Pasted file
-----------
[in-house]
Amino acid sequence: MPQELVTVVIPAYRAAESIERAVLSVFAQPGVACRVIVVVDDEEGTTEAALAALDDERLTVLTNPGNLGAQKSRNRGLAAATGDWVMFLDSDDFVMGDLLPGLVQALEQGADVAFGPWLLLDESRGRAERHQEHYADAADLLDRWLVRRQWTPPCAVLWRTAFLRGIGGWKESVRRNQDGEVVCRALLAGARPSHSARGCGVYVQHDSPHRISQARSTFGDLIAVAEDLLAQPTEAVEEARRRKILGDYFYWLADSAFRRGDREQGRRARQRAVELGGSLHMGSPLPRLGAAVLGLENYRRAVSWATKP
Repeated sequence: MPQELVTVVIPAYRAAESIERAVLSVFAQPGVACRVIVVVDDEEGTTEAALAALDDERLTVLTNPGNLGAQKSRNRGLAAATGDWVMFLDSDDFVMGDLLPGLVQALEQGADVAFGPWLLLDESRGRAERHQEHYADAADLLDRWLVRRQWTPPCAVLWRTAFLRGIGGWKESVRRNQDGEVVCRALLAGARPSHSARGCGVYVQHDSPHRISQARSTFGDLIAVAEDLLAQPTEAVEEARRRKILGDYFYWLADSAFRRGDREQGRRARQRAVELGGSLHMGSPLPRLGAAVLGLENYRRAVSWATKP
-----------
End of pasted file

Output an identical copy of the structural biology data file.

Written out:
[in-house]
Amino acid sequence: MPQELVTVVIPAYRAAESIERAVLSVFAQPGVACRVIVVVDDEEGTTEAALAALDDERLTVLTNPGNLGAQKSRNRGLAAATGDWVMFLDSDDFVMGDLLPGLVQALEQGADVAFGPWLLLDESRGRAERHQEHYADAADLLDRWLVRRQWTPPCAVLWRTAFLRGIGGWKESVRRNQDGEVVCRALLAGARPSHSARGCGVYVQHDSPHRISQARSTFGDLIAVAEDLLAQPTEAVEEARRRKILGDYFYWLADSAFRRGDREQGRRARQRAVELGGSLHMGSPLPRLGAAVLGLENYRRAVSWATKP
Repeated sequence: MPQELVTVVIPAYRAAESIERAVLSVFAQPGVACRVIVVVDDEEGTTEAALAALDDERLTVLTNPGNLGAQKSRNRGLAAATGDWVMFLDSDDFVMGDLLPGLVQALEQGADVAFGPWLLLDESRGRAERHQEHYADAADLLDRWLVRRQWTPPCAVLWRTAFLRGIGGWKESVRRNQDGEVVCRALLAGARPSHSARGCGVYVQHDSPHRISQARSTFGDLIAVAEDLLAQPTEAVEEARRRKILGDYFYWLADSAFRRGDREQGRRARQRAVELGGSLHMGSPLPRLGAAVLGLENYRRAVSWATKP